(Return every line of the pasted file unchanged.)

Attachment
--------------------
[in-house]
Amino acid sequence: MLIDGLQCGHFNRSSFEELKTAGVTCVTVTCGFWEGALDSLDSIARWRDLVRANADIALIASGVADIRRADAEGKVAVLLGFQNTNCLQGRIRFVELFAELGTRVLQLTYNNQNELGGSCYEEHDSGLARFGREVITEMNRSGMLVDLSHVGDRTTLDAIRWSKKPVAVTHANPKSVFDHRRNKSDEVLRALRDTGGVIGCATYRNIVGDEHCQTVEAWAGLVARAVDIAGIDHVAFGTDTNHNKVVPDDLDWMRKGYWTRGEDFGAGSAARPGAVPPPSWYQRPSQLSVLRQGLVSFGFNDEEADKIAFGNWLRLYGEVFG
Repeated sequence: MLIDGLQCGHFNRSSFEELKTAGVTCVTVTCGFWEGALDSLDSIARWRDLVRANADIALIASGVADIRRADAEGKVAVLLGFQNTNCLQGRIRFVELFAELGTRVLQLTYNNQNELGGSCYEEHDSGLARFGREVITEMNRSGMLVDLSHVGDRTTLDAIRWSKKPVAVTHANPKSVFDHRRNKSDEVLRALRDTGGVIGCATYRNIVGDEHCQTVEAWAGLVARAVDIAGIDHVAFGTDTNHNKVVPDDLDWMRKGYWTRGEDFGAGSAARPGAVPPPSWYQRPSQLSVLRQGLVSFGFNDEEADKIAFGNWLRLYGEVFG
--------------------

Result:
[in-house]
Amino acid sequence: MLIDGLQCGHFNRSSFEELKTAGVTCVTVTCGFWEGALDSLDSIARWRDLVRANADIALIASGVADIRRADAEGKVAVLLGFQNTNCLQGRIRFVELFAELGTRVLQLTYNNQNELGGSCYEEHDSGLARFGREVITEMNRSGMLVDLSHVGDRTTLDAIRWSKKPVAVTHANPKSVFDHRRNKSDEVLRALRDTGGVIGCATYRNIVGDEHCQTVEAWAGLVARAVDIAGIDHVAFGTDTNHNKVVPDDLDWMRKGYWTRGEDFGAGSAARPGAVPPPSWYQRPSQLSVLRQGLVSFGFNDEEADKIAFGNWLRLYGEVFG
Repeated sequence: MLIDGLQCGHFNRSSFEELKTAGVTCVTVTCGFWEGALDSLDSIARWRDLVRANADIALIASGVADIRRADAEGKVAVLLGFQNTNCLQGRIRFVELFAELGTRVLQLTYNNQNELGGSCYEEHDSGLARFGREVITEMNRSGMLVDLSHVGDRTTLDAIRWSKKPVAVTHANPKSVFDHRRNKSDEVLRALRDTGGVIGCATYRNIVGDEHCQTVEAWAGLVARAVDIAGIDHVAFGTDTNHNKVVPDDLDWMRKGYWTRGEDFGAGSAARPGAVPPPSWYQRPSQLSVLRQGLVSFGFNDEEADKIAFGNWLRLYGEVFG